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      The Chief Public Health Officer's report on health inequalities: what are the implications for public health practitioners and researchers?

      Canadian journal of public health = Revue canadienne de santé publique

      Alberta, United States, Public Health Practice, Public Health, statistics & numerical data, Population Groups, Humans, Health Status Disparities, Health Services Research, Canada

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          Abstract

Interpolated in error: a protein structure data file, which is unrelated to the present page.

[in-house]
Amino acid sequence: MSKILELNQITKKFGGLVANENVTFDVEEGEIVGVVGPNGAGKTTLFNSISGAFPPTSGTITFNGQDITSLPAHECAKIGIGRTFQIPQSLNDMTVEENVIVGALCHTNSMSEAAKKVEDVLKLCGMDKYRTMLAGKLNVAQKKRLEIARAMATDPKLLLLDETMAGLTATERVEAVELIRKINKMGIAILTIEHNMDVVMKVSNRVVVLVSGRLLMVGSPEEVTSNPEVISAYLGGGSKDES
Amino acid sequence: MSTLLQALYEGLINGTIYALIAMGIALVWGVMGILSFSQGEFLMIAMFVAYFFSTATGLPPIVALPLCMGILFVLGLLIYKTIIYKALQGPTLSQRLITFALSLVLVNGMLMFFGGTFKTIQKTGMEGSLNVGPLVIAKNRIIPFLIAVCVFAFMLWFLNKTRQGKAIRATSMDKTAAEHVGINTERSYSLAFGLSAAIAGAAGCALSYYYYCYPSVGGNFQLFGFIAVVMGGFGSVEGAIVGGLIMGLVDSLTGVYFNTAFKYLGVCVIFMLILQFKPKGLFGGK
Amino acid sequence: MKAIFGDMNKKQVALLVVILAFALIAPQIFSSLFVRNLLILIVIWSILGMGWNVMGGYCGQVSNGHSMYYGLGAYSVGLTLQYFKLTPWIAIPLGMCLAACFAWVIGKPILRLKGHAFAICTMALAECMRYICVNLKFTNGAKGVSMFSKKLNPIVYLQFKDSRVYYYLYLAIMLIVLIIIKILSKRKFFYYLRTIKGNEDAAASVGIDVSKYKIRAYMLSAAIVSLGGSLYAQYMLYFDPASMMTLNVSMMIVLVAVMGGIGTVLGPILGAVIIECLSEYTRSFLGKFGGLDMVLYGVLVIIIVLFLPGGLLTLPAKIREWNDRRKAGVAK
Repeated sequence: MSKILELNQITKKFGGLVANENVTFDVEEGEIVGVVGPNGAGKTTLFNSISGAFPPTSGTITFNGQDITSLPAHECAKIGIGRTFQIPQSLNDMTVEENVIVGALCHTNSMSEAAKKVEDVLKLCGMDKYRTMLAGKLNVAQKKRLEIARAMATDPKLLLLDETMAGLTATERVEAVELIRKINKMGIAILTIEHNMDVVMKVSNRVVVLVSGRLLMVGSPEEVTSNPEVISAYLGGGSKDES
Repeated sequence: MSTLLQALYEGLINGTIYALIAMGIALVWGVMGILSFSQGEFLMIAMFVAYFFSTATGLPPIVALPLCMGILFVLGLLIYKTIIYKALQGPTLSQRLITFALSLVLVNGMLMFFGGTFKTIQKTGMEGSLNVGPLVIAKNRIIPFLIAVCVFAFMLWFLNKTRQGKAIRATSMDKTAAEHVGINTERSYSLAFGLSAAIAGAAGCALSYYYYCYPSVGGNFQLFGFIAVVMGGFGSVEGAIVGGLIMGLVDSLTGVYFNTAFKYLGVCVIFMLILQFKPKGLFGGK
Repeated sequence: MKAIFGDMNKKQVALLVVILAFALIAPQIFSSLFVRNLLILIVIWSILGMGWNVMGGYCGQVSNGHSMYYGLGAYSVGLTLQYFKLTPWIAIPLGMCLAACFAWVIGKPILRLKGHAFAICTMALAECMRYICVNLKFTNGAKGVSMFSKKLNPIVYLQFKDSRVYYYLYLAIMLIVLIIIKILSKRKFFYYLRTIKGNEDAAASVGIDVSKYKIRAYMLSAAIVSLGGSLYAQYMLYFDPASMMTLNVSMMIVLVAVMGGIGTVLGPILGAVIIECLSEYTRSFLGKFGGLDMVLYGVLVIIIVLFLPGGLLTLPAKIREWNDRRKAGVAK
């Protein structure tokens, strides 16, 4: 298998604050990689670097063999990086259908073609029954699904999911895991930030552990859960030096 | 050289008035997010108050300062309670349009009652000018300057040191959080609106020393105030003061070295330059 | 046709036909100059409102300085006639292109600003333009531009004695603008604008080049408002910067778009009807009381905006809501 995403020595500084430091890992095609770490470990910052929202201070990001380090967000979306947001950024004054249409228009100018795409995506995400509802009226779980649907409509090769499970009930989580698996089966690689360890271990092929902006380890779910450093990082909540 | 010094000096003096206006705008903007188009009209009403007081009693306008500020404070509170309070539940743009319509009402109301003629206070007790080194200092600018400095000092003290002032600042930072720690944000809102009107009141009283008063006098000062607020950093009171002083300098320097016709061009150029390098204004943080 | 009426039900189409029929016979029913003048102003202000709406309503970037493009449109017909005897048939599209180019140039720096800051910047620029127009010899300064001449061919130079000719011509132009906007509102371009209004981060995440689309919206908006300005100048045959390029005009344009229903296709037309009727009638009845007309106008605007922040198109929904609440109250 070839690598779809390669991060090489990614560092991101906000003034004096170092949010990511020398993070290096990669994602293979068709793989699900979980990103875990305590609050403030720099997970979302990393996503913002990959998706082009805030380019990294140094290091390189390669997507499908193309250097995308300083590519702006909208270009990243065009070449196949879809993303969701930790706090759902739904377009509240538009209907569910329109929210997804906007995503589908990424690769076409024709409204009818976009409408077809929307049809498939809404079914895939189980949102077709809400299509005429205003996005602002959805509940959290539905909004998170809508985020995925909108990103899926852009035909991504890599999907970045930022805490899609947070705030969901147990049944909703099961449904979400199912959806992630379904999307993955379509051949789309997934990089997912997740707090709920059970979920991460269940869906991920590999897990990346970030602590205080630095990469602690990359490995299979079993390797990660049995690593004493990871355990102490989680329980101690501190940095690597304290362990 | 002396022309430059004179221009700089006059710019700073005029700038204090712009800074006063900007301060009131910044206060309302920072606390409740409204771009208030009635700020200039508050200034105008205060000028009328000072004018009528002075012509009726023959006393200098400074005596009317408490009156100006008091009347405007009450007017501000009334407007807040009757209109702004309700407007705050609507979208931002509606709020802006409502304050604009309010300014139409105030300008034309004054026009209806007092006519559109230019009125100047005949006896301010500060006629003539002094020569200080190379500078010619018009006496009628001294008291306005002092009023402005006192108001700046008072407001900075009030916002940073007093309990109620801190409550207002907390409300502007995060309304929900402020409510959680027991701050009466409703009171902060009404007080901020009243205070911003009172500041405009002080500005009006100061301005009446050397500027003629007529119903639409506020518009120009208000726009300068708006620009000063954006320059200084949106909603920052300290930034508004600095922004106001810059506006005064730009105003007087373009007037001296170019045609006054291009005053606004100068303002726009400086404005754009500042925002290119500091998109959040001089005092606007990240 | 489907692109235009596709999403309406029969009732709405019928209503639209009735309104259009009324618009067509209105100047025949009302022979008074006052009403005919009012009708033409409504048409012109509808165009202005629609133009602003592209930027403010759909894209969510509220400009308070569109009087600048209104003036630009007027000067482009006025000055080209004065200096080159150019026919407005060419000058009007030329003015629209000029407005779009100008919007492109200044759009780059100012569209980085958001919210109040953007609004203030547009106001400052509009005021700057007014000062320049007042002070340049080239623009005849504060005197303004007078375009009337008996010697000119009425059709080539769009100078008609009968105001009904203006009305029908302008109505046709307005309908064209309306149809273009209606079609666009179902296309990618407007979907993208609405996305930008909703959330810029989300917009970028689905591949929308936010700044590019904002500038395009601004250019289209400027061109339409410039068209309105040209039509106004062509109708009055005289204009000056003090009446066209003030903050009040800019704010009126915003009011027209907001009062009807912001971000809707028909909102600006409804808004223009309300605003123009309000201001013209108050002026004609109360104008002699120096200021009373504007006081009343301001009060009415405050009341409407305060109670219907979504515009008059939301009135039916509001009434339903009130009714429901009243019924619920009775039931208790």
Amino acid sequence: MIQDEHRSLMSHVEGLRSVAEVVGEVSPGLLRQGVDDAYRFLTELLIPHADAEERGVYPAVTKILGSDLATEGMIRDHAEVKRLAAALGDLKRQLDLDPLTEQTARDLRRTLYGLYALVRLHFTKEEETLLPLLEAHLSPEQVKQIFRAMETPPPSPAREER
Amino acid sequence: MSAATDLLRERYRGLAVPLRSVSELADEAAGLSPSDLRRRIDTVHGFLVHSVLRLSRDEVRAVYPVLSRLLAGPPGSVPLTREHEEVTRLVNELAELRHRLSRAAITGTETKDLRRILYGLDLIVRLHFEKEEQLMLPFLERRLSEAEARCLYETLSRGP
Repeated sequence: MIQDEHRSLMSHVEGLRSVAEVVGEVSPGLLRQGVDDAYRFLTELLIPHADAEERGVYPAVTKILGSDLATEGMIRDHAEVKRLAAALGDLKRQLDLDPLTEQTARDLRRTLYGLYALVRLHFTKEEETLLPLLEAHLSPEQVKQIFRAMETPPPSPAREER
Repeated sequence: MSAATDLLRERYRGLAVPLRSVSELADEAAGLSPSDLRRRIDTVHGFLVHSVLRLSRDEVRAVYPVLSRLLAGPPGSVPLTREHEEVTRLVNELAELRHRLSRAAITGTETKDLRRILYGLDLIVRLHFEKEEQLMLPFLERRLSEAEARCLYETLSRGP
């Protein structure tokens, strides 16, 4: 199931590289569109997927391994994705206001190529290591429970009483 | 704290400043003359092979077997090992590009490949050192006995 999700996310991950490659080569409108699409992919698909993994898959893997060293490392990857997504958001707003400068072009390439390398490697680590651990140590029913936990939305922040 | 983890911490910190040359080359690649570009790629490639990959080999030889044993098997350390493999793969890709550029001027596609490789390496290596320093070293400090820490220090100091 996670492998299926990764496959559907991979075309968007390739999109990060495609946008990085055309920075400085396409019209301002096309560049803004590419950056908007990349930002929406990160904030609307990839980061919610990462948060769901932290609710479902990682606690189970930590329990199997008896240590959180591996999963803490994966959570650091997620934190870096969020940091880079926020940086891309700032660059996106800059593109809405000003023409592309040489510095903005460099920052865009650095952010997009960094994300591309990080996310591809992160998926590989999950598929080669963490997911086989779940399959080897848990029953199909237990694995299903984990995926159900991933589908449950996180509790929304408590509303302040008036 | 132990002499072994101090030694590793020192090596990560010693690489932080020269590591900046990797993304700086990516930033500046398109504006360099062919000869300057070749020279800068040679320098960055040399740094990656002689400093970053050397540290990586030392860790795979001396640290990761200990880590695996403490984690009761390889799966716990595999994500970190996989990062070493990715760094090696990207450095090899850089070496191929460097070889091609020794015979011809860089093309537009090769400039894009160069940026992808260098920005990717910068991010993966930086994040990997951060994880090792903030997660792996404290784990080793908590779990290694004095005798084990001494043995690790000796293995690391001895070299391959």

The first annual report of the Chief Public Health Officer on the State of Public Health in Canada draws notable attention to health inequalities in Canada. This report provides a compelling presentation of our current health status and the uneven distribution of health across the population, noting persistent and sizeable gaps in life expectancy, infant mortality, self-reported health, prevalence of chronic diseases, and other health indicators between higher- and lower-income groups, as well as the extraordinary disadvantage experienced by Canada's Aboriginal peoples. However, the report falls short of offering a critical approach to addressing and reducing health inequalities. It fails to stimulate thinking about integrated strategies by profiling current responses that do little to address the underlying structural drivers of health inequalities and ignoring the population health framework's recognition of the complex interactions among the determinants of health. Despite its shortcomings, the report shines a light on major health inequalities in Canada, providing a foundation for further action. Public health workers in this country must build on this foundation, working together and with all sectors and levels of government to identify and implement integrated strategies to reduce health inequalities and inequities in Canada.

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